Problem: Finding Inodes

This lesson discusses why finding Inodes in LFS is challenging.

To understand how we find an inode in LFS, let us briefly review how to find an inode in a typical UNIX file system. In a typical file system such as FFS, or even the old UNIX file system, finding inodes is easy, because they are organized in an array and placed on disk at fixed locations.

For example, the old UNIX file system keeps all inodes at a fixed portion of the disk. Thus, given an inode number and the start address, to find a particular inode, you can calculate its exact disk address simply by multiplying the inode number by the size of an inode and adding that to the start address of the on-disk array. Array-based indexing, given an inode number, is fast and straightforward.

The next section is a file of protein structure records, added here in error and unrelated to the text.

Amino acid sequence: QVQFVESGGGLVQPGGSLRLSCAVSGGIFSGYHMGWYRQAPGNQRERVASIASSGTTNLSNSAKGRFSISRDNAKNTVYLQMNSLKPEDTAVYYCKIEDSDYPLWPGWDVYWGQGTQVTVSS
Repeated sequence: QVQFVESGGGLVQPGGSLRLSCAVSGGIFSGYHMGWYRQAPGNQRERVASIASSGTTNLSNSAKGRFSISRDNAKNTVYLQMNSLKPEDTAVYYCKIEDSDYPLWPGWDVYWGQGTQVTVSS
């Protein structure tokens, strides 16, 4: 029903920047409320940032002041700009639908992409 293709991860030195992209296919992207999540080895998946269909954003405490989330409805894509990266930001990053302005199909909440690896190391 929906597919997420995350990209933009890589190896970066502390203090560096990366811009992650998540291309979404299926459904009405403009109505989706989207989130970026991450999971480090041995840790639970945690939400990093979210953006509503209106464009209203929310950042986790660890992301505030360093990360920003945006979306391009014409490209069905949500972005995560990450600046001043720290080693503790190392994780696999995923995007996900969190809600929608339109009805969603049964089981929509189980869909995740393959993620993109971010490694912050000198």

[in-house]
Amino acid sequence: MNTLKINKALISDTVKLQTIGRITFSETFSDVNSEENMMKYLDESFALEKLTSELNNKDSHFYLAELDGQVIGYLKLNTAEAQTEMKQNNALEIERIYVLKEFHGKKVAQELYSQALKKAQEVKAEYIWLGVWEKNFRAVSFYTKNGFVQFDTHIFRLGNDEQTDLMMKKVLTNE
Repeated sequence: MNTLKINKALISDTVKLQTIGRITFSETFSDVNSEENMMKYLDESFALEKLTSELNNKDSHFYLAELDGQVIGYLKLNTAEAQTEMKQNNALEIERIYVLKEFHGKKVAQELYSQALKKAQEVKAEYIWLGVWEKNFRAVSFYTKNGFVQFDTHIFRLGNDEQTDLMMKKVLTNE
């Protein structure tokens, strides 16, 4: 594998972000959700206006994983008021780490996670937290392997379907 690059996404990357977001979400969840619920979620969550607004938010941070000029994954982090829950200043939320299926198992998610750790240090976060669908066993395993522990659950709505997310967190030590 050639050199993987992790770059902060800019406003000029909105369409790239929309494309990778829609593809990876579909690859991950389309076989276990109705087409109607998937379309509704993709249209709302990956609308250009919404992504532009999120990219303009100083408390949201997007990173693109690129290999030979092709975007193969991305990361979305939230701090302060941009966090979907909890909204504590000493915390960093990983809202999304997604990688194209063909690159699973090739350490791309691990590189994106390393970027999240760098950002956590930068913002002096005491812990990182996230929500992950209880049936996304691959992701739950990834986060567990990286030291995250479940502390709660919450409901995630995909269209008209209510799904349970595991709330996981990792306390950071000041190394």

Finding an inode given an inode number in FFS is only slightly more complicated because FFS splits up the inode table into chunks and places a group of inodes within each cylinder group. Thus, one must know how big each chunk of inodes is and the start addresses of each. After that, the calculations are similar and also easy.

In LFS, life is more difficult. Why? Well, we’ve managed to scatter the inodes all throughout the disk! Worse, we never overwrite in place, and thus the latest version of an inode (i.e., the one we want) keeps moving.

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